Financial District

Financial District Skyline from East River Pier, circa 1935

Financial District Skyline from East River Pier, circa 1935

In this black and white photo of the Lower Manhattan skyline, we can see the Financial District as it looked in the mid-1930s. In the center of the frame is 40 Wall Street, which was for most of May 1930 the tallest building in the world, losing its crown to the Chrysler Building.

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Broad Street and Exchange Place, circa 1920

Broad Street and Exchange Place, circa 1920

In this black and white photo, a messenger on the rooftop overlooks the curbmarket activity in Broad Street. This market handled stocks of companies too small to be listed on the New York Stock Exchange, and eventually grew up to be the American Stock Exchange. At the time of this photo, they were known at the New York Curb Market, and shortly after this photo was taken, they moved indoors to a site on Greenwich Street.

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South Tower of the WTC Under Construction, February 1970

In this picture taken on February 27, 1970, the south tower of the World Trade Center is under construction. The cranes of Koch Steel top the jagged structure. In the background, the north tower, is substantially more complete than its sister.

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Wall and Broad Streets, 1916

Wall and Broad Streets, 1916

Ah, Wall Street. You can almost smell the money -- unless, like the gentleman in the extreme foreground, you have your finger jammed up your nose. On this day in 1916, the photographer captured the bustling activity of New York City's Financial District. Looking west along Wall, on the right you can see Federal Hall, which at the time was the United States Sub-Treasury building, on the left sit the newly-built House of Morgan and the New York Stock Exchange, and straight ahead, beyond Broadway is Trinity Church.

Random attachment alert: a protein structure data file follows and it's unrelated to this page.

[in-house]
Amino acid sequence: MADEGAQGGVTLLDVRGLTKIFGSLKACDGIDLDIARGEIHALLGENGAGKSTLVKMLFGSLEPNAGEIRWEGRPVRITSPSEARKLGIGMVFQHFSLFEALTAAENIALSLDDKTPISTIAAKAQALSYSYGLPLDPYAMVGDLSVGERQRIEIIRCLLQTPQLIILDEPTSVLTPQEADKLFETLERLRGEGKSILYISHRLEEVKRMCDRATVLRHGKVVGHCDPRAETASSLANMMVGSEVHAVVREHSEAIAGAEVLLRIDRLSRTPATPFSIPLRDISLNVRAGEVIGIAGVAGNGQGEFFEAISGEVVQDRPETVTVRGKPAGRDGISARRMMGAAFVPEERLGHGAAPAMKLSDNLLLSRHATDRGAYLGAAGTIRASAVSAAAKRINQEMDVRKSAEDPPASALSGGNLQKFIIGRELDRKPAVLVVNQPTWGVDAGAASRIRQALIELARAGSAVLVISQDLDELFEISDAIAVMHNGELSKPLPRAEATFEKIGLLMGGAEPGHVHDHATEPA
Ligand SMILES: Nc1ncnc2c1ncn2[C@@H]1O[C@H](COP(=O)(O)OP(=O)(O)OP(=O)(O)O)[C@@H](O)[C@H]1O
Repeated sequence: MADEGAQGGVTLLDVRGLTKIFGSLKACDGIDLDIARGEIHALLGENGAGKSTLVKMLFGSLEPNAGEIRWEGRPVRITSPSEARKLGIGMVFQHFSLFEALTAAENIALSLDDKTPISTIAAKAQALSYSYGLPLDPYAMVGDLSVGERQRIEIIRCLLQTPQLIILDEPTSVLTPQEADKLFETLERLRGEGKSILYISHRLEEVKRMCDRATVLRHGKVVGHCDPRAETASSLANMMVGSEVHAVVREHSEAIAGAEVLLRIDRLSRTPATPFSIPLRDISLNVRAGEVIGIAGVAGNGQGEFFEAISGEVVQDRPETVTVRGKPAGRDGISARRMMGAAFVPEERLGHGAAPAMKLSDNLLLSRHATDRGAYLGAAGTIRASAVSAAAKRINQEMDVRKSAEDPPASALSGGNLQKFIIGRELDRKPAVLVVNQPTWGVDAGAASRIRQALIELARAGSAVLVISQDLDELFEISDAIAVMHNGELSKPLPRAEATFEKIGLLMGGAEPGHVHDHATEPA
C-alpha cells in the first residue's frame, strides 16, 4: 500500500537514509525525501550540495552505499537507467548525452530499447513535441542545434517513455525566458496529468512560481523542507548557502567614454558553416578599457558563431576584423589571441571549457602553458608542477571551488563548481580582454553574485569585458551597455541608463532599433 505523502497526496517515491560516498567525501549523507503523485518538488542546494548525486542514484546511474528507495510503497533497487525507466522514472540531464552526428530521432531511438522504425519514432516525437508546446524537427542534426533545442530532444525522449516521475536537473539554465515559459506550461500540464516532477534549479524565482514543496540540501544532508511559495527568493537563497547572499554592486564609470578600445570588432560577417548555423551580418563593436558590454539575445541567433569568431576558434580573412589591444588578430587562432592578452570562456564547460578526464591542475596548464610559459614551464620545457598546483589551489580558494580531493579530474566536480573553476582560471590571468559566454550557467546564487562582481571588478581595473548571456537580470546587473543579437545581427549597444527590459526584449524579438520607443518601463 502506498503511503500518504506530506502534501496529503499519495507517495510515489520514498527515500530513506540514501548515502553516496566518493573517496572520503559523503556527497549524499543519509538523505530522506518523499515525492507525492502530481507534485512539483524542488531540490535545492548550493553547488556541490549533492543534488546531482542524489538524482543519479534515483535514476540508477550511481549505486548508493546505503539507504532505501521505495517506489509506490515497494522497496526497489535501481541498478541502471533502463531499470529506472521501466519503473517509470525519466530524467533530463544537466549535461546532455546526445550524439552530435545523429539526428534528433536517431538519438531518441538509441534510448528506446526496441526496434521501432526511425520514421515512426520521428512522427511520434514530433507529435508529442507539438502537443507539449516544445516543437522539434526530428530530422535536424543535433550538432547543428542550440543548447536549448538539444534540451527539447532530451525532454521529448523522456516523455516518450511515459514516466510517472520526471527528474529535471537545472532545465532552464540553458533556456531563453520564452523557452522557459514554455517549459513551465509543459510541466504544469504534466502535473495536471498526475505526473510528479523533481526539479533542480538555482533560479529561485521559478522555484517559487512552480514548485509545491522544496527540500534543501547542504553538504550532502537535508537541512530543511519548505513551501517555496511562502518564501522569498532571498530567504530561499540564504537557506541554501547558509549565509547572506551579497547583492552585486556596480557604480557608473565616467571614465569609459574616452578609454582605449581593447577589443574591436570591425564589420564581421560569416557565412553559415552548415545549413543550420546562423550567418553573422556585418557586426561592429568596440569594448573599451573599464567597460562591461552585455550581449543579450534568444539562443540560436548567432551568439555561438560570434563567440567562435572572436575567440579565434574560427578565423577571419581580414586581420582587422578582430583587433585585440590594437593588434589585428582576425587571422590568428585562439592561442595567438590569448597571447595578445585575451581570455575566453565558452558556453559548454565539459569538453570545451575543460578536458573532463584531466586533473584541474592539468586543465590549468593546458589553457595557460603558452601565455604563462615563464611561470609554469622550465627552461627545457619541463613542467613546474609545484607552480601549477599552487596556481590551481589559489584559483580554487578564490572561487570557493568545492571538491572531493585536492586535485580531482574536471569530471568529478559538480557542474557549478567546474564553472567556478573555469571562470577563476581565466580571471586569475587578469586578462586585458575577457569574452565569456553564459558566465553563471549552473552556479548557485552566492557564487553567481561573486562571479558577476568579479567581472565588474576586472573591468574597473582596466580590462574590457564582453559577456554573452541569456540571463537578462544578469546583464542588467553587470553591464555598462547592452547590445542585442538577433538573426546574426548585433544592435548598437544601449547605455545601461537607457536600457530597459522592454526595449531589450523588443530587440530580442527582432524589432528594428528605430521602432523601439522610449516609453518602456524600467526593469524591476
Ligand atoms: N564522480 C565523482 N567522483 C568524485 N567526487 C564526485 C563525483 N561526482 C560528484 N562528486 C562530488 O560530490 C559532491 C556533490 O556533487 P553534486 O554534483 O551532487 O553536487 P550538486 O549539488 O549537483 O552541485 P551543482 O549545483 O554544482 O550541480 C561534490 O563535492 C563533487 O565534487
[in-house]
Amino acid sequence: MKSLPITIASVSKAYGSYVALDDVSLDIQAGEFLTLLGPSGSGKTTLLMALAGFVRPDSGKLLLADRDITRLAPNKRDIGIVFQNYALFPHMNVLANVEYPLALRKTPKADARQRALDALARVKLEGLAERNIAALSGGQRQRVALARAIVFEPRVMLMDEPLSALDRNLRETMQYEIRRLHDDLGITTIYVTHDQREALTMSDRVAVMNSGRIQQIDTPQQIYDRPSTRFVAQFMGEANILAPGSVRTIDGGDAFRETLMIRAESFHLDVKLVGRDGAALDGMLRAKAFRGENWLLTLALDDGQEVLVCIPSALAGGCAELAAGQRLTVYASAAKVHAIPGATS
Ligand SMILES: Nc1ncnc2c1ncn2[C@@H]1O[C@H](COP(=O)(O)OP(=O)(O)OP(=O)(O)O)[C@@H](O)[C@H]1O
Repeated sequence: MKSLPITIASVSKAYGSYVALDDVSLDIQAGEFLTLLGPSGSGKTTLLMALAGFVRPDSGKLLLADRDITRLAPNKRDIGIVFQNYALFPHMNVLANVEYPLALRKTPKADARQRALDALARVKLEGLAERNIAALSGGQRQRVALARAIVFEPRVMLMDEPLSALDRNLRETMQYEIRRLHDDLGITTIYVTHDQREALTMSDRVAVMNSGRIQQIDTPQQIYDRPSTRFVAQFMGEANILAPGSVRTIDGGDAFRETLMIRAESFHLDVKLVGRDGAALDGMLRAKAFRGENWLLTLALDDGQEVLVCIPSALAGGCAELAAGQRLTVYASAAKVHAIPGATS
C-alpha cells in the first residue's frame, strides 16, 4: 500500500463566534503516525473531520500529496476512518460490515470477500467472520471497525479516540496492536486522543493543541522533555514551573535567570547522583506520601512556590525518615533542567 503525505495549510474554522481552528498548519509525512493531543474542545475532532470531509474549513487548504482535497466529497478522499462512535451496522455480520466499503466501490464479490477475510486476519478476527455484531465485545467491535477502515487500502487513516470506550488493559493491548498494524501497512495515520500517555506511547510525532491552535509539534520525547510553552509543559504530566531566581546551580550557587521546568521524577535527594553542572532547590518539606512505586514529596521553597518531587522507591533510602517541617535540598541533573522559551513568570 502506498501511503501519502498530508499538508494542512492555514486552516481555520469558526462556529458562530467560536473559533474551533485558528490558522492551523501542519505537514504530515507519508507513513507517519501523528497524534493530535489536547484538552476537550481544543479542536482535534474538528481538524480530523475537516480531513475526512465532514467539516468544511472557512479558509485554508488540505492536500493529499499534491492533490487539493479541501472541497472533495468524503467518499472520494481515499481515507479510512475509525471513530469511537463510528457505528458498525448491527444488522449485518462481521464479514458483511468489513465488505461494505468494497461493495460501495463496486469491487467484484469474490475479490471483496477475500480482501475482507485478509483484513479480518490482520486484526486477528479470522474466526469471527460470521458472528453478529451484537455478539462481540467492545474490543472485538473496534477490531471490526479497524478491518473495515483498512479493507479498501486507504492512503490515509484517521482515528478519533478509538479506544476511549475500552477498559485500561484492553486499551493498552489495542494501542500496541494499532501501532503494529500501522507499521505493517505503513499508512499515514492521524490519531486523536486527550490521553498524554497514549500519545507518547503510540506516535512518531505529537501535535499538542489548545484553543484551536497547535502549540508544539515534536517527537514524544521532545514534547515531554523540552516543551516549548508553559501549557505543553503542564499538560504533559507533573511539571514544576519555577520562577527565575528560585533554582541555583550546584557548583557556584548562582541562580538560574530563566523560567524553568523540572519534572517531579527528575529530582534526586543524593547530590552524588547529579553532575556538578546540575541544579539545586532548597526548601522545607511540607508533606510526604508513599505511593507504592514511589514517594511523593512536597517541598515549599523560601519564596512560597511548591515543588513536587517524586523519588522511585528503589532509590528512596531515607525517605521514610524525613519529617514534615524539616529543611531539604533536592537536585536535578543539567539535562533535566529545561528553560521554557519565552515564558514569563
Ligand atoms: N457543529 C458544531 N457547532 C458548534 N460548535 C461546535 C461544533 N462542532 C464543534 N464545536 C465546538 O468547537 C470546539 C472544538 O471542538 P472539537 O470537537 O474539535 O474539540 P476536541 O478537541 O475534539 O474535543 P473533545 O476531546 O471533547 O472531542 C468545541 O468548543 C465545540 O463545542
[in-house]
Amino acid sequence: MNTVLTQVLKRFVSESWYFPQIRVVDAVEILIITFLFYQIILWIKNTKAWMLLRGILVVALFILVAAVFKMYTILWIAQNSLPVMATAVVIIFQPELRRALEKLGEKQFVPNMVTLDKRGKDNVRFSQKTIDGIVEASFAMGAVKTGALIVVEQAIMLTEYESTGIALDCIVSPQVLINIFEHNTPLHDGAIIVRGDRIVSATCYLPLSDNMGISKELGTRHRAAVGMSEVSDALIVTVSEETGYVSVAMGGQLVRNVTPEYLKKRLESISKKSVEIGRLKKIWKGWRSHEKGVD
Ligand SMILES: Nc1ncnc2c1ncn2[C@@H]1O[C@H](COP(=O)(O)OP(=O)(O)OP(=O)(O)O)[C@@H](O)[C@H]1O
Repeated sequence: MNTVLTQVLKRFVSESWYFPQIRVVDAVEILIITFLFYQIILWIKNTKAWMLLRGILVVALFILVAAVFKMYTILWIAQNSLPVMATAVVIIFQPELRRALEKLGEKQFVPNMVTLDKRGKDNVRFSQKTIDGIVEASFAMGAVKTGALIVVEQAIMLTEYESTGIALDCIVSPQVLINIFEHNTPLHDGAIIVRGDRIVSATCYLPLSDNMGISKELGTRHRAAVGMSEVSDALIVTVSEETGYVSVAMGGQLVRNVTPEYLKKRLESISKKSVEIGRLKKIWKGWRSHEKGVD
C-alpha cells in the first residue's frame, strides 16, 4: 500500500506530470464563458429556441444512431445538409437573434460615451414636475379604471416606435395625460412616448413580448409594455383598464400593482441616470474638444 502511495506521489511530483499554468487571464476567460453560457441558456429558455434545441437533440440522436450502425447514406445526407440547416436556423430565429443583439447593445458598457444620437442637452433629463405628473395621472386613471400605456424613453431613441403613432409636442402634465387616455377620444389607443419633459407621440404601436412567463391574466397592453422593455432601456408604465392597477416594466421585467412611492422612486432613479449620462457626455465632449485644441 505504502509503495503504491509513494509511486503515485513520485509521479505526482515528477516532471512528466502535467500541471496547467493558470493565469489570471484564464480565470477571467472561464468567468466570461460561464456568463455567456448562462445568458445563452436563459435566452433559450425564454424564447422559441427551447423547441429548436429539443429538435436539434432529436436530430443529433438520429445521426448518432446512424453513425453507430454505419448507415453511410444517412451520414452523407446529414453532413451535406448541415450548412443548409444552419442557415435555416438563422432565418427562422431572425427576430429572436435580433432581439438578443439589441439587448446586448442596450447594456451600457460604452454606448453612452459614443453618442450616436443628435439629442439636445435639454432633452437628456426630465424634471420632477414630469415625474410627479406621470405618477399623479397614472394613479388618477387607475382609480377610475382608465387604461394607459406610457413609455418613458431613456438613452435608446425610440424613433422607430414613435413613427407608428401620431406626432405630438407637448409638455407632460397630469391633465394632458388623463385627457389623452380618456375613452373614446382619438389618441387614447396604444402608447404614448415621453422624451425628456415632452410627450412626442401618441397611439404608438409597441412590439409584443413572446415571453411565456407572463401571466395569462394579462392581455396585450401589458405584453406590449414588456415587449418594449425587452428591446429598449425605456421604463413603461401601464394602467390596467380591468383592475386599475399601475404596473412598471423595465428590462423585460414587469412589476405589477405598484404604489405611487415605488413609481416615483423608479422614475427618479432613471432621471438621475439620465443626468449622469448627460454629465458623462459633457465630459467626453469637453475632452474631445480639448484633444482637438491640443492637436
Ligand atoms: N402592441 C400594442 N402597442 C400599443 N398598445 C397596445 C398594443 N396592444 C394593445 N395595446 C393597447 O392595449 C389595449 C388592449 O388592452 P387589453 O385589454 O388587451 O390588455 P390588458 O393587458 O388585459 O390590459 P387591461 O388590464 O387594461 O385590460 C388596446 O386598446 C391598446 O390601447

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Messengers inside the New York Stock Exchange, 1930

Messengers inside the New York Stock Exchange, 1930

Messengers at the end of the trading day on the floor of the New York Stock Exchange write down orders.  The floor surrounding station number four is littered with slips of paper.  Aside from the three young men working overtime, the cathedral of commerce looks entirely deserted. 

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Curb Market Activity, 1925

Curb Market Activity, 1925

This photo shows curb market activity on Broad Street in front of the New York Stock Exchange.  This sea of men and boys are relegated to the street to serve companies too small to be listed on the NYSE.  At the end of Broad Street is Federal Hall, which is today a museum.

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Curb Exchange, 1915

Curb Exchange, 1915

A boy in a window on Broad Street signals between a broker on the street and the office.  Curb exchanges catered to the needs of companies too small to be listed on the New York Stock Exchange.  Such alternative exchanges eventually grew up to be organizations like the AMEX and NASDAQ.

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Pretzel seller at Broadway and Beaver St, 1961

Pretzel seller at Broadway and Beaver St, 1961

The street vendor is a great New York City tradition.  Here, a couple of Wall Streeters grab a quick snack at lunch hour from a pretzel vendor at the corner of Broadway and Beaver St.

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60 Wall Street, c. 1950

60 Wall Street, c. 1950
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